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The Washington Times: First-class stamps set to rise 3 cents in July

The price of stamps will increase this summer under a plan announced Monday by the U.S. Postal Service, with the cost of mailing a bill or letter rising to 66 cents from the current 63 cents. It comes less than six months after the last rate hike and would be the third in a year.

The postal service blamed inflation and “the effects of a previously defective pricing model” for the continuing rate hikes, which have hit every six months in recent years. The last rate increase took effect Jan. 22, a little more than six months after a July 10, 2022, hike.

The Postal Regulatory Commission has to approve the planned hikes, which would go into effect July 9. While first-class mail rates would rise to 66 cents for the first ounce, the current 24-cent charge for each additional ounce would remain unchanged. Metered first-class letters would rise from 60 cents to 63 cents for the first ounce.

Also increasing would be the cost of domestic and international postcards, one-ounce international letters, certified mail, post office box rentals, money order fees and mailing insurance.

“The Postal Service continues to offer a great value in mailing and has some of the lowest rates in the industrialized world and is self-funded and generally does not receive tax dollars for operating expenses. It relies on the sale of postage, products and services to fund its operations,” USPS spokesman David P. Coleman wrote in an email to The Washington Times.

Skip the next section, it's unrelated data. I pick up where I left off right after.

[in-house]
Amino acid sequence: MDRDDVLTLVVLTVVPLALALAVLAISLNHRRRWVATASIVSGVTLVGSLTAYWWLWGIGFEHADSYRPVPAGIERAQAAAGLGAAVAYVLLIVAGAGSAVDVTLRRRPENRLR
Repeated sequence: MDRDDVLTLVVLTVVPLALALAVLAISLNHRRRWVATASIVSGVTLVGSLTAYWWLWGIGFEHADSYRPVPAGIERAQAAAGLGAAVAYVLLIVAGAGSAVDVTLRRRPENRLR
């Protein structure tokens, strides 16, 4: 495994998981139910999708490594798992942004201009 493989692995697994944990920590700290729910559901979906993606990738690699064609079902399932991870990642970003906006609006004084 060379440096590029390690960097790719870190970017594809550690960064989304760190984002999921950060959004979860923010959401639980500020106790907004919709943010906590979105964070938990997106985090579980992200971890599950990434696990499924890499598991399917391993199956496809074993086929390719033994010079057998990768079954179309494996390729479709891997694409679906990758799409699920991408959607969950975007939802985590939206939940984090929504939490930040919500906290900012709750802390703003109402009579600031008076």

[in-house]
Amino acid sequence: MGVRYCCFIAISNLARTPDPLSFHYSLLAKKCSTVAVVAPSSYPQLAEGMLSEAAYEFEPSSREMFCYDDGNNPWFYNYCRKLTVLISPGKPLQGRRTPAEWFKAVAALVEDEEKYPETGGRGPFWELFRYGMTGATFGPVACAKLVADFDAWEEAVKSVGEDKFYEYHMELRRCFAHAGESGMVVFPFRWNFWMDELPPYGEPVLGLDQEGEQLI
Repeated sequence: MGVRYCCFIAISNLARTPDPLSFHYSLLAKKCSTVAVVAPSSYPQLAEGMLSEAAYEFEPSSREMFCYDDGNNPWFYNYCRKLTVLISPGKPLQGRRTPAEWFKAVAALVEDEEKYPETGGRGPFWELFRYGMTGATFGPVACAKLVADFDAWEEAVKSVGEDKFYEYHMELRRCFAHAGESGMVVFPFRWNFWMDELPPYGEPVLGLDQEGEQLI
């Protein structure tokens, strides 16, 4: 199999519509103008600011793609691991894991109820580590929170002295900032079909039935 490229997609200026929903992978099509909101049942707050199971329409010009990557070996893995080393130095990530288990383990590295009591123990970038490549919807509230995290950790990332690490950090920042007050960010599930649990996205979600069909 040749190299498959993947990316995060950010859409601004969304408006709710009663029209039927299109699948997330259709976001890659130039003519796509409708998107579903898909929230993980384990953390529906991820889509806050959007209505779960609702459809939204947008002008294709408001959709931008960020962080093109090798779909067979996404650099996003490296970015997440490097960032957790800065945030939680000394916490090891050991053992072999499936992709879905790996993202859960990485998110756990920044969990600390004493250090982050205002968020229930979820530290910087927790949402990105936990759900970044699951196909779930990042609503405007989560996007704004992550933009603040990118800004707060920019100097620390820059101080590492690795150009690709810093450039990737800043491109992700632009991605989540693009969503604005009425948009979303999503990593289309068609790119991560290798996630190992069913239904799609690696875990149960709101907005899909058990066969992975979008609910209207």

Periodic rate increases are viewed as an essential part of the agency’s “Delivering for America” plan announced in 2021. Speaking at the American Enterprise Institute in July 2022, Postmaster General Louis DeJoy said: “It’s going to take several years before we can ease up” on rate hikes, “especially in this inflationary environment.”

Kevin Yoder, a former Republican member of Congress from Kansas who heads Keep US Posted, which advocates for “a more reliable and affordable” mail service, said the frequent price increases “are unprecedented and unsustainable.”

“This strategy is not even working. Each time rates go up, mail volume goes down. In fact, after January’s rate increase went into effect, mail volume immediately decreased nearly 9% year-over-year, while expenses increased by 16%,” he said in a statement.

Mr. Yoder called on the Postal Regulatory Commission to reject the price increases “in the name of protecting this critical public service.”

A complete rundown of the USPS’ price filing is on the Postal Regulatory Commission’s website under the Daily Listings section at and Docket No. R2023-2.


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